hmm… and I’m not sure if you’re correct about people’s ability to sell the parts once printed with your CAD files? I’ll read up on that.

    Please do, the license is valid in most countries. We had had many international issues that were quickly resolved without many hurt feelings once people were educated on the license structure.

    If this is just about money, and you’re going to tightly control what can and can’t be done… improvements have to go through you… Well… It’s not going to get the robust improvements it might otherwise get.

    ??? Where is this money thing coming from, tight control (since when, proof?), improvements do not need to come anywhere near me. Have you looked at the thousands of thingiverse parts? As for money….I work out of a bed room and tiny garage. I have help about 3 hours a week, When I start hording money feel free to bring that back up. Hence the protections, If I lose much business to some other company I will have to get a job and then you will have even less than if I had a heart attack.

    Someone else said it wouldn’t be noticed if I cranked out a few parts for friends…. I’D notice. That sort of thing matters me, and I want to support projects that allow me to spread the good word to friends without restrictions.

    You missed the point of that statement, he is on your side. P.S. you should see the things he makes, he never listens to me when I say it shouldn’t be done (thankfully)!

    I suppose I could be an ass and just redesign the parts MY way, making essentially the same machine, but with different parts. The idea is sound, the specific parts are not important. I could do that. I don’t WANT to do that. It’s a dick move, and I don’t want to do dick moves.

    Slippery slope, different parts does not necessarily make it your design.

    At this point we are not talking about the same thing. You are saying some very incorrect things. I think you need to carefully read the license. A very human readable version is located in the Thingiverse link of my parts. From there you can find the full lawyer version if you need more detail. I really don’t want to say much more until you understand this better. You can not fight for a cause you do not understand at least a little better.We are very much on the same page I just don’t think you realize it.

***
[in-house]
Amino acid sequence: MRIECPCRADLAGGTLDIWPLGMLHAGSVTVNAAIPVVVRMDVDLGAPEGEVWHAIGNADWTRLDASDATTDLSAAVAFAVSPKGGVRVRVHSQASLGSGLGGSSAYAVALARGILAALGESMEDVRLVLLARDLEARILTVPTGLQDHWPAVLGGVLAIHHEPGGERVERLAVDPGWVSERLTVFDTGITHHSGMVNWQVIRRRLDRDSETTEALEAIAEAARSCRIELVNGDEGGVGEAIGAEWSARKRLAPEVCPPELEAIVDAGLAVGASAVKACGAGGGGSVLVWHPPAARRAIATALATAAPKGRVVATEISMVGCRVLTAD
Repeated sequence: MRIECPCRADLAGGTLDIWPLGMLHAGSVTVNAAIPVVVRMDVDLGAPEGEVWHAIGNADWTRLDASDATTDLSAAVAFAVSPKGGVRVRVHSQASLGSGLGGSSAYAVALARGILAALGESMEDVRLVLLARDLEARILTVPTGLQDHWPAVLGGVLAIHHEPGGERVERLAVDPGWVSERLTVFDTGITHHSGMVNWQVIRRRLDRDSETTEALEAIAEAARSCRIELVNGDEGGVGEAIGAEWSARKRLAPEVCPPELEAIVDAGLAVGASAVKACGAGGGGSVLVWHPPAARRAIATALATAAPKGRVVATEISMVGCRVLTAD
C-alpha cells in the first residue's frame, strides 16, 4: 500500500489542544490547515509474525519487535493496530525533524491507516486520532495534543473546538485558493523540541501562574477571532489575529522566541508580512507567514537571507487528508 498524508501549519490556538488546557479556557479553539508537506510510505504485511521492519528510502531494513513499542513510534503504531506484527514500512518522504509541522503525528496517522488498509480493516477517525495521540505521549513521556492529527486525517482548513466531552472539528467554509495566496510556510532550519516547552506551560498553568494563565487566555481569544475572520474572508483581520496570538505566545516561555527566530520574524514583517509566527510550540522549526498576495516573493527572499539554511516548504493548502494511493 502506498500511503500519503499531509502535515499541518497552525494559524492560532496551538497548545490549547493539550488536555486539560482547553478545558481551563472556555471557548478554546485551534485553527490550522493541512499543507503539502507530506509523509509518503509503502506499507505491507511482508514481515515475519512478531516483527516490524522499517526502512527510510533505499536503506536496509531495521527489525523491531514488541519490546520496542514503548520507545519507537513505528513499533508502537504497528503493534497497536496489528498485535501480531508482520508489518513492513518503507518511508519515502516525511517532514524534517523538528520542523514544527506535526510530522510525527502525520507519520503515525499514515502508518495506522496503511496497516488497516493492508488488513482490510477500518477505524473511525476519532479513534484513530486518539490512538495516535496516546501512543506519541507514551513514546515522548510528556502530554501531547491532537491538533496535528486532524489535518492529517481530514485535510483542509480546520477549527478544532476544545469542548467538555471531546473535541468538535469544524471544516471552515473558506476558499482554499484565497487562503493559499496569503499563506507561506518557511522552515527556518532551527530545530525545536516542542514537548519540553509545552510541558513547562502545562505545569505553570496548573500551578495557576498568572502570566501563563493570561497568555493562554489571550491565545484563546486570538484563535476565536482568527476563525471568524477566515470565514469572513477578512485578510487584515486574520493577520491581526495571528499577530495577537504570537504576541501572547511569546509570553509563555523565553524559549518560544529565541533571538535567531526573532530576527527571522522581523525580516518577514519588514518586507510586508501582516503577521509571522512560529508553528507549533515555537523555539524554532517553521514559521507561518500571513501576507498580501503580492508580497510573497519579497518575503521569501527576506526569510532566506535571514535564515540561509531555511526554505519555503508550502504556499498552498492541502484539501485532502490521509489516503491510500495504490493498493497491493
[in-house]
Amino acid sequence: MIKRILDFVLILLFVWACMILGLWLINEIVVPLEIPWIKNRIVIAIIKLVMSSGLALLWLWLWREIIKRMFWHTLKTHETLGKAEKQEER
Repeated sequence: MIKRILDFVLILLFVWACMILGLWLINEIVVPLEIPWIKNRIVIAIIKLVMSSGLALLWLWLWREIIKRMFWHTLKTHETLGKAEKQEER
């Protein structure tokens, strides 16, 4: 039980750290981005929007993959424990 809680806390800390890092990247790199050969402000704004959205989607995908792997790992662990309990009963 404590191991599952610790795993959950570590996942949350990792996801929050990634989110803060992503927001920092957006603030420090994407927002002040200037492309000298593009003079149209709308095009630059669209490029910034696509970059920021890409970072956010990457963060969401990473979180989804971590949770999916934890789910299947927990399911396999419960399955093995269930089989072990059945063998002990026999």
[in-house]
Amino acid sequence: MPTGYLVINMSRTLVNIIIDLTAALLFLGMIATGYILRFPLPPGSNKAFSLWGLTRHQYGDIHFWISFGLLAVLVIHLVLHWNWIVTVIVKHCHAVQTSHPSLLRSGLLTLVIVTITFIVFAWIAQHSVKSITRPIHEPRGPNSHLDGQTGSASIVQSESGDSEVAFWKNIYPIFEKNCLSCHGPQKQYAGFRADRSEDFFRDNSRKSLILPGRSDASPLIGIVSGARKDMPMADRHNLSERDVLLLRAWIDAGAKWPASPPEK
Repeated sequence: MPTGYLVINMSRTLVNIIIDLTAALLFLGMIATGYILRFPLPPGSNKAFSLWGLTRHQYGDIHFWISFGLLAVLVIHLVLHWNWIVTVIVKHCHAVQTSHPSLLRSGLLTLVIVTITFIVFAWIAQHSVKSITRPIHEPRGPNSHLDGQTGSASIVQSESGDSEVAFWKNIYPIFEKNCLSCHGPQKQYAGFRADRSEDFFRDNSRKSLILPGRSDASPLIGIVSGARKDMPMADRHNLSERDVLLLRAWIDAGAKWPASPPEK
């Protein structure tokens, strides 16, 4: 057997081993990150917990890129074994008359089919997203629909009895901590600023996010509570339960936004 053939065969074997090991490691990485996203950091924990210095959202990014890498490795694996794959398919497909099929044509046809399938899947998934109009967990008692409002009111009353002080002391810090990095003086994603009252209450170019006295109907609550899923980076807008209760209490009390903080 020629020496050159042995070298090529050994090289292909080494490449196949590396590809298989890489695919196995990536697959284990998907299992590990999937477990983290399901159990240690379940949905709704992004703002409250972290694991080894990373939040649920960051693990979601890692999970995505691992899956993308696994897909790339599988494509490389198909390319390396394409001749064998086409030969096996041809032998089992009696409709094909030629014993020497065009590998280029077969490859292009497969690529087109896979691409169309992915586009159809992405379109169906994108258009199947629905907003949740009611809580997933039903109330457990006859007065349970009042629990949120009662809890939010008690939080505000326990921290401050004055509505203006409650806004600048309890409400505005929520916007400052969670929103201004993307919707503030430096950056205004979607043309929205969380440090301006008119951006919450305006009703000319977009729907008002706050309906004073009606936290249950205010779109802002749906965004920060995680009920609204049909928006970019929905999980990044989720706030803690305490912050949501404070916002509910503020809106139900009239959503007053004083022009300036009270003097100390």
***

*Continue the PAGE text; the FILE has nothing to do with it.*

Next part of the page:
At this point I have not released my CAD part files for most parts (see FAQ’s), and it is non-commercial.

    But their parts are hard to manufacture, and there just aren’t places to buy the MK52 heat bed, for example. Even though it is open source.

    I have been pressured to go full open by a company. Their line was “are you scared, we are fully open why not you?”. 80% of the machine could not easily be made at home…or even in a maker space, just words to some, Marketing words…..I feel I am more open source than they could ever be from day one.

    Naomi Wu, is working with a manufacturer now (creality?) tweeted about people voting on what open source printers she should have made in China, Prusa and all the others were on the list. Prusa was not happy. In my opinion he should be non-commercial or fine with it, but that is not my company. He can do his thing how ever he wants.

    • This reply was modified 3 weeks, 4 days ago by  Ryan.
    1 user thanked author for this post.
    #70214

    Ryan
    Keymaster

    Maybe just to add to my last couple sentences. I think fully open source would be easier to swallow for everyone if there was not a giant manufacturing country with access to free (government subsidized) shipping sitting ready to exploit any popular item. That would actually not be that horrible if they maintained a certain quality (hoverboard batteries, ramps 5V regulators), if they were in contact with the designer, if they contributed back to the designer in some way. If they just paid some sort of tiny fee per item shipped, we would be knocking down there doors trying to get them to source, build, and ship our projects! I want to make more things.

    I can not completely dislike that, without them the MPCNC would cost three times as much if not more.  Catch 22.

    1 user thanked author for this post.
    #71393

    tony diethelm
    Participant

    Artisan 3, Plastic Monstrosity, Piper 1. They’re all non commercial as well.

    Why does this bother me?

    The world is going to shit, and humans should help each other. Right now, hypothetical Juanita in some Favela needs money and has CNC skills. She could be selling this fantastic machine, which would help her, AND help Ryan… more eyeballs for bug fixes, more people needing support, more businesses willing to pay for it, more fame that might land you a kick ass gig, etc etc etc.

    Ryan?

    I’m willing to bet you don’t have a big “People are ripping me off” problem.  Honestly, license or no, they could be doing it right now. You have a “Not enough people know about this awesome machine” problem.

    You could be enabling all the Juanitas of the world, poor people all over, to make money for themselves using your machine. It would be a great gift to the world. It’s your right not to do so, but… it would HELP you. It’s Win/Win. Why NOT take it?